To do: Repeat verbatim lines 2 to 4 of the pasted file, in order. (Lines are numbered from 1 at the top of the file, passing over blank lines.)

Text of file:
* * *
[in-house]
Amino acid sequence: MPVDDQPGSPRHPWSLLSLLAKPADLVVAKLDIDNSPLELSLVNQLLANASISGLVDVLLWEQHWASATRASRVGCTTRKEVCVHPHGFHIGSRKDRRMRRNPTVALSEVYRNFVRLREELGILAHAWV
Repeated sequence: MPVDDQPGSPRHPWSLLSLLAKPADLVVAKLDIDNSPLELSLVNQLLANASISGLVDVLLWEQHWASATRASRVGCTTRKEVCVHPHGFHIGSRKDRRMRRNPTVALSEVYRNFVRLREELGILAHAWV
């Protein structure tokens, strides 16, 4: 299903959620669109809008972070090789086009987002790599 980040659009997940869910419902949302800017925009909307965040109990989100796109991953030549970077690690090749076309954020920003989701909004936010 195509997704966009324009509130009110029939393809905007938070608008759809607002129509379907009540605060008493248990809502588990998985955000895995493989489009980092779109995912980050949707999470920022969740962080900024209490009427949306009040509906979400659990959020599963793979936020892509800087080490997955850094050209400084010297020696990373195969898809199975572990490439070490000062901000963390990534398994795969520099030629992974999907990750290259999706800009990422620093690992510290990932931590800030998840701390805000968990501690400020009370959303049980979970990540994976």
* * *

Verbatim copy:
Amino acid sequence: MPVDDQPGSPRHPWSLLSLLAKPADLVVAKLDIDNSPLELSLVNQLLANASISGLVDVLLWEQHWASATRASRVGCTTRKEVCVHPHGFHIGSRKDRRMRRNPTVALSEVYRNFVRLREELGILAHAWV
Repeated sequence: MPVDDQPGSPRHPWSLLSLLAKPADLVVAKLDIDNSPLELSLVNQLLANASISGLVDVLLWEQHWASATRASRVGCTTRKEVCVHPHGFHIGSRKDRRMRRNPTVALSEVYRNFVRLREELGILAHAWV
């Protein structure tokens, strides 16, 4: 299903959620669109809008972070090789086009987002790599 980040659009997940869910419902949302800017925009909307965040109990989100796109991953030549970077690690090749076309954020920003989701909004936010 195509997704966009324009509130009110029939393809905007938070608008759809607002129509379907009540605060008493248990809502588990998985955000895995493989489009980092779109995912980050949707999470920022969740962080900024209490009427949306009040509906979400659990959020599963793979936020892509800087080490997955850094050209400084010297020696990373195969898809199975572990490439070490000062901000963390990534398994795969520099030629992974999907990750290259999706800009990422620093690992510290990932931590800030998840701390805000968990501690400020009370959303049980979970990540994976």